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Community Development

CRUDE OIL THEFT ALLOCATION: Resolving a Solomon-Like Puzzle (Continued from the last edition) By: Andrew Grant and Florence Eke


The committee investigated all the methods that the parties proposed for sharing the theft losses, before coming up with a solution. The investigation involved a lot of mathematical analysis of network data over 2 years. At the end of the exercise, the committee was able to identify the key factors that need to be considered, among other lessons learnt.

There was a progressive development of the formula for theft allocation as the committee interacted with the companies involved in these CHA disputes. The complex formulae can be simplified into three:

First Formula: The Theft sharing methodology that was initially proposed focused on sharing the theft losses proportionally. So a 10% loss on the network means that all parties will loss 10% of their oil. This formula is called the Proportional Method.

Second Formula: Following the complaint of third parties that they are not exposed on the entire network, it was decided to introduce network effects to account for the pipeline mileage each flowstation or injector utilizes in flowing its crude to the terminal.

The new equation called Pipeline Exposure Equation, simply applies weighting factors that represent the relative pipeline distances of each of the flowstations to the crude oil terminal.
The flowstations further from the terminal tended to have a higher share of the theft losses, compared to when the Proportional method was used.

Disputes: It should be mentioned that interspersed with all these were lots of disputes as to the proper way to implement the formulae. Each party tried to skew the formula in its favour, that is, to reduce their share of the theft volumes. These disputes took several meetings and presentations to resolve.

A major skill the committee utilised in solving these disputes was making presentations that “even the blind can see.” Without this skill, even the DPR-NAPIMS effort in crude theft sharing would have been a resounding failure.

The committee also demonstrated a lot of patience, compassion and understanding in dealing with the companies. Crude Theft is a big loss to the country, and these companies are the ones directly affected. They are losing a lot of revenue, and they have a lot to explain to their principals and overseas head offices.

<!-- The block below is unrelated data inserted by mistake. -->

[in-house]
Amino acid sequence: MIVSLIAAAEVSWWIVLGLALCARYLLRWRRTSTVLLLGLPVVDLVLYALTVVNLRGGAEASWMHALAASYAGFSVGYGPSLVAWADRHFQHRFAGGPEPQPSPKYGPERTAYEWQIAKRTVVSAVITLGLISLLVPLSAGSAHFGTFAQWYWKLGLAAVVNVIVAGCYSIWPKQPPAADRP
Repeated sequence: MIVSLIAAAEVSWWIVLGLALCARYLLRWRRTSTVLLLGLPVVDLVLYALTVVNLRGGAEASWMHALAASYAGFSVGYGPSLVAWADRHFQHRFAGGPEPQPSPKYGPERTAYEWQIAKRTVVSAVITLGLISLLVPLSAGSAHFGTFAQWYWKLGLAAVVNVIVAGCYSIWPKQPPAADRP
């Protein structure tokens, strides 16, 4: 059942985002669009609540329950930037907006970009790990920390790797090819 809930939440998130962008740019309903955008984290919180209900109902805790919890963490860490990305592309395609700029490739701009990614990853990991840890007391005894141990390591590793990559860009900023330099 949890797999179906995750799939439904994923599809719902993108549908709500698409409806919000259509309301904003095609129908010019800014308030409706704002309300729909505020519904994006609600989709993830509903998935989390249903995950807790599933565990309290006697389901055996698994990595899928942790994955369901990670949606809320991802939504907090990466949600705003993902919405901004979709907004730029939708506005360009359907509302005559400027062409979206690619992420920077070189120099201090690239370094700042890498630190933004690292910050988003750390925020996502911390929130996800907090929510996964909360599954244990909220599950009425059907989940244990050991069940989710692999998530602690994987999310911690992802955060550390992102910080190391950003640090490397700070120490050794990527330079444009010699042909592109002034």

Third Formula - Difference in Theft Levels between Swamp and Land: It is generally accepted that crude theft is more severe in swamp than on land. A Land and Swamp ratio of 1:5 is typical.

This brought about a second Network Factor - Proneness of the Network Segments to Theft. A new term Terrain Theft Factor (TTF) was introduced, and the initial formula had to be modified. Terrain Theft Factor or Terrain factor for short, is a factor that depicts how prone pipelines in different terrains are to crude theft. The inclusion of this additional weighting factor resulted in the final formula called the Terrain Factor equation.

The advantage of TTF is not its preciseness, but that it introduces into the theft allocation equation something to account for the relative theft levels in different areas of the network. This was absent in the pipeline exposure equation, and it had a significant effect on the theft allocations in our case study network. Some flowstations that were high on pipeline exposure were significantly lower on TTF; thus their share of theft oil dropped significantly when TTF was included.

This was the final formula that the committee settled for. This is a simplified explanation of the formulae, and there were a lot of other technical issues that had to be settled in the application of the formulae.

GOING FORWARD: Industry Wide Initiative
As a further step towards consolidating on the achievements, DPR and NAPIMS recently held an industry-wide meeting to present this formula for crude theft allocation to the Nigerian oil industry. The meeting was well attended with the oil majors, marginal producers, and many of the numerous newer companies well represented.

A very animated Q&A session followed the presentation, and many participants lauded this DPR/NAPIMS initiative. be continued in the next edition

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